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Monday, August 10, 2020

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Taima Fang

Let me say it plainly. SL is NOT a game but it is a 3 D chat world. I say this because there are no NPCs and NO actual goals or achievements to complete. SL is user created these days. WE the USER control the drama. WE can remove it or we can chose to go with the flow. The USER is the one responsible for their own experiences. So ask yourself why you have drama personally? Is there a rumor about you? Why is there one? Our actions determine the out come just like in RL.

swain

totally, in SL there is drama for everything, for callling it a game, for not calling it a game, for having a mesh body, for not having a mesh body, for copybotters, for cheaters, etc XDD after all, SL is not as big as it looks, by the way, calling it an mmo is not bad actually, mmo mean masive multiplayer online,and SL is totally that, is not necesarilly calling it a game

Jumpman Lane

I think I can say, quite honestly this: NO ONE has had more drama in SL than me. If you google "Jumpman Lane," most of what you'll find is toxic, toxic drama. Much of it is still online somewhere. I wouldn't say that there is MORE drama in SL than traditional MMO's. I would say that it's probably about the same amount in all spaces online, where you have a bunch of people. All drama can be summed up as a disagreement, a running argument between people who ultimately don't like each other, over a period of time.

I would say the chief difference between drama in SL and say drama in The Elder Scrolls Online is a matter of scale, a matter of scope. Precisely because people in ESO aren't in a world where "nearly everything in the virtual world is created by users" they don't stir up drama outside their own rather small cliques. For example, take the Trial Scene. Trials are 12 man dungeons where players have to be rather accomplished players to be effective. A lot of finger pointing ensues as a result of failure. (Failure being measured by leader-board scores). Outside of the trial group, very few would be aware of the very REAL drama going on between the people within it.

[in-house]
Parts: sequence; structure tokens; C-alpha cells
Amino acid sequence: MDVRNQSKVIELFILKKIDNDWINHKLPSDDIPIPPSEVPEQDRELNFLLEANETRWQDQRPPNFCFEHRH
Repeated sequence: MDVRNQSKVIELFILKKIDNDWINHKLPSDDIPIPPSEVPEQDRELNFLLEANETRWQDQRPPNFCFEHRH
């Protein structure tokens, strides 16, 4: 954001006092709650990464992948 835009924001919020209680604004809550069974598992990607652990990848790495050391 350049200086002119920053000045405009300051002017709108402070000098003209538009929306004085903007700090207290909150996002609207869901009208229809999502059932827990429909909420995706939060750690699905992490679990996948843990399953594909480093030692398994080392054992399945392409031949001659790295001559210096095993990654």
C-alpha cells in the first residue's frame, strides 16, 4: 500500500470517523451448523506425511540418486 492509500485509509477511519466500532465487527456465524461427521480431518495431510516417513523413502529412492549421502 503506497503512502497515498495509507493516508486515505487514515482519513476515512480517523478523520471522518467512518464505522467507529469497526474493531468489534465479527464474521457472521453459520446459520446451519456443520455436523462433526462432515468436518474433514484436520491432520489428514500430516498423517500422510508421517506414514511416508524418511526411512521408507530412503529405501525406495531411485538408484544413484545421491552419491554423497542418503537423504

Because people in ESO are shoe-horned into fitting within the world itself (made by the company developing it) they are limited in the means that they can use to "strike back" at their enemies. Even should they go outside their MMO world, to say Twitch or YouTube, the drama remains limited because the interest isn't there. people are rigidly, PvPers or PvEers and won't notice. As a result, their dramas are rather like tempests in a teapot (as opposed to the grid-wide drama possible in Second Life). As a result, I found the people in ESO very INNOCENT when it came to drama. I mean, I didn't even know what people meant by "toxic" until I played ESO. Once I realized what it meant, I realized, "These fools don't have a clue. I'm the most toxic person they're ever likely to ever MEET." What they considered "drama" was just another day in Second Life. You get that just logging in lol.

I had a friend in ESO who knew me in SL and she was like, "Jump! Do they know who you ARE?" I was like, "Nah, they don't have a clue..." Now, I had friends in ESO who I played with everyday. I was in Discord with them every day. Since my @name there is Jumpman Lane there too, I tried explaining about SL and who I was there. They were SHOCKED. Now, they had their own little dramas, people they didn't like or whatever in ESO. They couldn't CONCEIVE of the scale of drama possible in Second Life.

In a virtual world where you can be anything you want to be, stabbing back at your enemies is only limited by your imagination. Drama tends to spiral out of control in Second life. Though, Linden Lab is very pro-active in its governance of it's game. Lindens are people too and not above engaging in a bit of drama themselves. Lindens are more hands on with their virtual world, much of it they didn't even create. They "play" their "game" (contrasted with the devs of ESO, who MAKE their game but don't play it, and if they DO play it, they don't play it well). Again, Lindens are more hands on.